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No walls, guard towers, or barbed wire: A look inside Oneida County's state prisonSubmitted: 10/01/2016

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LAKE TOMAHAWK - Neither Marcus Chavous nor Mike Oshefsky wears shackles and chains around the McNaughton Correctional Center in Lake Tomahawk.

But both are felons with troubled pasts.

Chavous had a drug problem.

"I relapsed and robbed a place," Chavous said. "It wasn't my best thinking, but that's what happened."


Oshefsky struggled with alcohol.

"I'm a nine-time drunk driver," he said. "I've failed, to this point, in the sense of coming back and being a statistic."

Those stories fit in with the inmate population at McNaughton, one of the facilities in Wisconsin's state prison system.

"We've got people ranging from property crimes up through homicide," said McNaughton Superintendent Brad Kosbab.

Kosbab oversees Chavous, Oshefsky, and about 100 more inmates at McNaughton, in addition to the facility's staff.

Perched on picturesque Little Tomahawk Lake, McNaughton is run by the state Department of Corrections. But it doesn't look much like a traditional prison.

"I'm like, 'Wow,'" Chavous said of arriving at McNaughton. "This is really a slice of heaven. I'm not ready to go there yet, but this is a slice of heaven here."

Instead of fences or barbed wire, a simple sign reading "Center Limit" marks the edge of the grounds. It's simple. Beyond the sign is "out-of-bounds."

"It does catch a lot of people off-guard, because most of the time, when people think of a prison, they think of the walls, and the guard towers, and the big lights and things," Kosbab said. "We really don't have any of that."

Few inmates ever attempt an escape from McNaughton. The facility's superintendent says that's true, for one, because it's such a nice standard of living compared to other prisons.

Here, inmates are nearing the end of their incarceration sentences. Many have spent years or decades in the prison system, and are within a year or two of release.

"You come to a place like this, you have a sense, a feeling that you've kind of earned it," Oshefsky said.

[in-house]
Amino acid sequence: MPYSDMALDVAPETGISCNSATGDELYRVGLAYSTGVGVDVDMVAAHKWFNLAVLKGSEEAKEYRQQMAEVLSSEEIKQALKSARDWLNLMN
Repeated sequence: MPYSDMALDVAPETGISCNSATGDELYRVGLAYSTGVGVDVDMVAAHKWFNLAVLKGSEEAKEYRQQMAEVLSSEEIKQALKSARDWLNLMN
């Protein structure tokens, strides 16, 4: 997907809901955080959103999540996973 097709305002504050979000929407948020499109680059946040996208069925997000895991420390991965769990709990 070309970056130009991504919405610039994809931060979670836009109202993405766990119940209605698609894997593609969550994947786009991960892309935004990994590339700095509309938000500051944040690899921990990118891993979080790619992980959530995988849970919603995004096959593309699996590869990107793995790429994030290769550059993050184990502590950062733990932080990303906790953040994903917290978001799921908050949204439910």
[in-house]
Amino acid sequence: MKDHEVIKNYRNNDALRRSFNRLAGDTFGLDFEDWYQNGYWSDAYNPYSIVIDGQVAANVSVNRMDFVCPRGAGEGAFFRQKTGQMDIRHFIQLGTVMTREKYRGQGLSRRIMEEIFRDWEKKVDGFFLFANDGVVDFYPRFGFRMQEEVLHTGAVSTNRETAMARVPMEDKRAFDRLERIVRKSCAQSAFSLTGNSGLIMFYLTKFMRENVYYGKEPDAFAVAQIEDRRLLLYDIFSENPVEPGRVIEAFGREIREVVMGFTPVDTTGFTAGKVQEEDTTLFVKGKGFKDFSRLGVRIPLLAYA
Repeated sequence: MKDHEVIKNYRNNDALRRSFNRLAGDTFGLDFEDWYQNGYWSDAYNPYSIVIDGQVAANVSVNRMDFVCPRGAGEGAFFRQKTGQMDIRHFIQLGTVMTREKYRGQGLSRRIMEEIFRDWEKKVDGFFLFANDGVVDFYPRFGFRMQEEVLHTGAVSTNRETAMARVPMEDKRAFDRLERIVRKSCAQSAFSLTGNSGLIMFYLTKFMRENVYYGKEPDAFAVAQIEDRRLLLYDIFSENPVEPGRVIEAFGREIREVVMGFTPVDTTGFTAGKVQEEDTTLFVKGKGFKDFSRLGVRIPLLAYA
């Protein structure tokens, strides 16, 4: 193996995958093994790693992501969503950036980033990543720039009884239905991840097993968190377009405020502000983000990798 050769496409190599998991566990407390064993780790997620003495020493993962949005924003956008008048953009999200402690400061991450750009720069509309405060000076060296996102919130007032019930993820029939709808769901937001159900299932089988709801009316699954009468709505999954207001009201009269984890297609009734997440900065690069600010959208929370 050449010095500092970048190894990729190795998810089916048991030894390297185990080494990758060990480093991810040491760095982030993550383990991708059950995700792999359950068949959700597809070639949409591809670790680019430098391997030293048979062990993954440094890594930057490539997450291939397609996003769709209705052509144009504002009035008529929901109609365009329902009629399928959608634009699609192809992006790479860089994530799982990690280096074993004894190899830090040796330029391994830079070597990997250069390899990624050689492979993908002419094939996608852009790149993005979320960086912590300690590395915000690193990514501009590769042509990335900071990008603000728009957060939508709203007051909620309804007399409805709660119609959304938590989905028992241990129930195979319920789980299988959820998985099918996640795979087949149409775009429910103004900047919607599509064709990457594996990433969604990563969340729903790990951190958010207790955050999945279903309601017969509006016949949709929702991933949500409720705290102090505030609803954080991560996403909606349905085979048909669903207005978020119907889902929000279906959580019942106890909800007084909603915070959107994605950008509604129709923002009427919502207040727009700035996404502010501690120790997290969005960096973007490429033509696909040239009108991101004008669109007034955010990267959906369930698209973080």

"It's a sense of humanity," said Chavous. "I feel like more of a human being when I'm here."

Unlike prisons with heightened security, there's no such thing as solitary confinement at McNaughton. No prisoners sit behind bars. The grounds look more like a summer camp than a correctional facility. But the inmates aren't idle.

"They're all working," Kosbab said. "Everybody here at McNaughton works for eight hours a day."

They work in McNaughton's cabinetry shop, making furniture to donate to local schools, nonprofits, and municipalities.

They work at the on-campus sawmill, producing lumber from nearby forests.

Some work at in the facility's garden or help landscape the grounds.

"If we can help them develop good habits while they're here, they're more likely to continue them once they leave," Kosbab said.

About 80 percent work off prison grounds at various places in the community. Chavous has worked at Trig's in Minocqua for two years.

"I've met people there that I really, really care for, and I think really care for me," he said. "They care about my success, I can tell."

But outside of those eight working hours each day, McNaughton provides a place to live.

The facility has eight boats for the inmates to take out on Little Tomahawk Lake. Fishing is among the most popular free-time activities. An imaginary line splits the lake in half, marking the boundary for the inmates on the water.

An indoor basketball court, pool hall, and picnic area also allow for recreation.

In other words, McNaughton provides things these men will do in their free time once they leave here.

Leaving at the end of a sentence is often on the minds of these men and McNaughton's staff. The word "transition" gets used here a lot. McNaughton is a place for men to transition from stricter incarceration to the free world.

"You can't take an individual, lock him up for a number of years, give him $20 and a new suit, and say, 'Here, go be successful,'" Kosbab said. "You have to transition them back into society."

"Life is more than just, okay, I'm free, let's go," Oshefsky agreed. "That's not realistic."

For his part, Chavous says he would have crashed hard had he gone straight from another prison into the community.

"Without the support of being here, it would have been catastrophic," he predicted. "It wouldn't have been good."

Instead, once he's released in a few months, Chavous plans to become a social worker, helping steer people away from alcohol and other drugs.

"[It's] one of the fields that I have various knowledge in on the bad side," he said. "I'm going to take it and turn it into the positive this time."

Oshefsky will move back home to Oconto County to work in the electromechanical field.

"It's almost time to go home, you know?" he said passionately. "You start feeling that and becoming part of that."

If Oshefsky and Chavous are any example, McNaughton has met its goals.

"All of this I've learned has been in preparation for me to become a better person, a better man, that I was created to be," Chavous said with a smile.

Story By: Ben Meyer

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